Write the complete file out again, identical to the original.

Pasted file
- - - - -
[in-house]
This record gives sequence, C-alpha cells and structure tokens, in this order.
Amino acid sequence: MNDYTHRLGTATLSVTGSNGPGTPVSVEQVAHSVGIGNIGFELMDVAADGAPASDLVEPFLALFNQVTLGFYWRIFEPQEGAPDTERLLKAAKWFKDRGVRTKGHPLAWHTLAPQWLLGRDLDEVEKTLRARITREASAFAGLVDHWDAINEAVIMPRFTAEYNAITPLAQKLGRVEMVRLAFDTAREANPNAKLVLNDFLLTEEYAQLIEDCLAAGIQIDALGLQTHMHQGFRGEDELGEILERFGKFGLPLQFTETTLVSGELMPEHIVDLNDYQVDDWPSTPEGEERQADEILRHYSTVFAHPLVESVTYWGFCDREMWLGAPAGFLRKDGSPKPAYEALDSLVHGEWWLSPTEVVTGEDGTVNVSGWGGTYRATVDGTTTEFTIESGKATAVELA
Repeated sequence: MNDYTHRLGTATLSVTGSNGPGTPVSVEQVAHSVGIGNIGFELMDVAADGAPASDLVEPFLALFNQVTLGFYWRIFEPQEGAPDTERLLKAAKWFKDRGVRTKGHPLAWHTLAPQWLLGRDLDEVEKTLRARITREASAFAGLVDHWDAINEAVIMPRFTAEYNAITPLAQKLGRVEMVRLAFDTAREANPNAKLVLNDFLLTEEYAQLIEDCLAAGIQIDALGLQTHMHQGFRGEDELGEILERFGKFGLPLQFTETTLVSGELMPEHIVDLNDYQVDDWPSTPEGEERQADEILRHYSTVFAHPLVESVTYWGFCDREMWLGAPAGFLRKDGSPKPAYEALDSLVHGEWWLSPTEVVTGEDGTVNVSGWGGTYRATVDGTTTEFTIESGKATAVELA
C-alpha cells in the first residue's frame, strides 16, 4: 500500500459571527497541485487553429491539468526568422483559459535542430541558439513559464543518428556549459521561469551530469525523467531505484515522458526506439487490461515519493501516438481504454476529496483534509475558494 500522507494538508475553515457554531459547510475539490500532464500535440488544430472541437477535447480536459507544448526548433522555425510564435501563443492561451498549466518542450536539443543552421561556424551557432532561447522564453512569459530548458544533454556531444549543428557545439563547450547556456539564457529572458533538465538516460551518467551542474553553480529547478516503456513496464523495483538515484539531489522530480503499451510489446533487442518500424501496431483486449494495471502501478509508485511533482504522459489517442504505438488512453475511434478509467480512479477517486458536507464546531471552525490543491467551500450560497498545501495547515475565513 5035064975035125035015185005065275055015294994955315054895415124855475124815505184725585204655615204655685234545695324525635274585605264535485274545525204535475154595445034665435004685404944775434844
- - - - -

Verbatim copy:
[in-house]
This record gives sequence, C-alpha cells and structure tokens, in this order.
Amino acid sequence: MNDYTHRLGTATLSVTGSNGPGTPVSVEQVAHSVGIGNIGFELMDVAADGAPASDLVEPFLALFNQVTLGFYWRIFEPQEGAPDTERLLKAAKWFKDRGVRTKGHPLAWHTLAPQWLLGRDLDEVEKTLRARITREASAFAGLVDHWDAINEAVIMPRFTAEYNAITPLAQKLGRVEMVRLAFDTAREANPNAKLVLNDFLLTEEYAQLIEDCLAAGIQIDALGLQTHMHQGFRGEDELGEILERFGKFGLPLQFTETTLVSGELMPEHIVDLNDYQVDDWPSTPEGEERQADEILRHYSTVFAHPLVESVTYWGFCDREMWLGAPAGFLRKDGSPKPAYEALDSLVHGEWWLSPTEVVTGEDGTVNVSGWGGTYRATVDGTTTEFTIESGKATAVELA
Repeated sequence: MNDYTHRLGTATLSVTGSNGPGTPVSVEQVAHSVGIGNIGFELMDVAADGAPASDLVEPFLALFNQVTLGFYWRIFEPQEGAPDTERLLKAAKWFKDRGVRTKGHPLAWHTLAPQWLLGRDLDEVEKTLRARITREASAFAGLVDHWDAINEAVIMPRFTAEYNAITPLAQKLGRVEMVRLAFDTAREANPNAKLVLNDFLLTEEYAQLIEDCLAAGIQIDALGLQTHMHQGFRGEDELGEILERFGKFGLPLQFTETTLVSGELMPEHIVDLNDYQVDDWPSTPEGEERQADEILRHYSTVFAHPLVESVTYWGFCDREMWLGAPAGFLRKDGSPKPAYEALDSLVHGEWWLSPTEVVTGEDGTVNVSGWGGTYRATVDGTTTEFTIESGKATAVELA
C-alpha cells in the first residue's frame, strides 16, 4: 500500500459571527497541485487553429491539468526568422483559459535542430541558439513559464543518428556549459521561469551530469525523467531505484515522458526506439487490461515519493501516438481504454476529496483534509475558494 500522507494538508475553515457554531459547510475539490500532464500535440488544430472541437477535447480536459507544448526548433522555425510564435501563443492561451498549466518542450536539443543552421561556424551557432532561447522564453512569459530548458544533454556531444549543428557545439563547450547556456539564457529572458533538465538516460551518467551542474553553480529547478516503456513496464523495483538515484539531489522530480503499451510489446533487442518500424501496431483486449494495471502501478509508485511533482504522459489517442504505438488512453475511434478509467480512479477517486458536507464546531471552525490543491467551500450560497498545501495547515475565513 5035064975035125035015185005065275055015294994955315054895415124855475124815505184725585204655615204655685234545695324525635274585605264535485274545525204535475154595445034665435004685404944775434844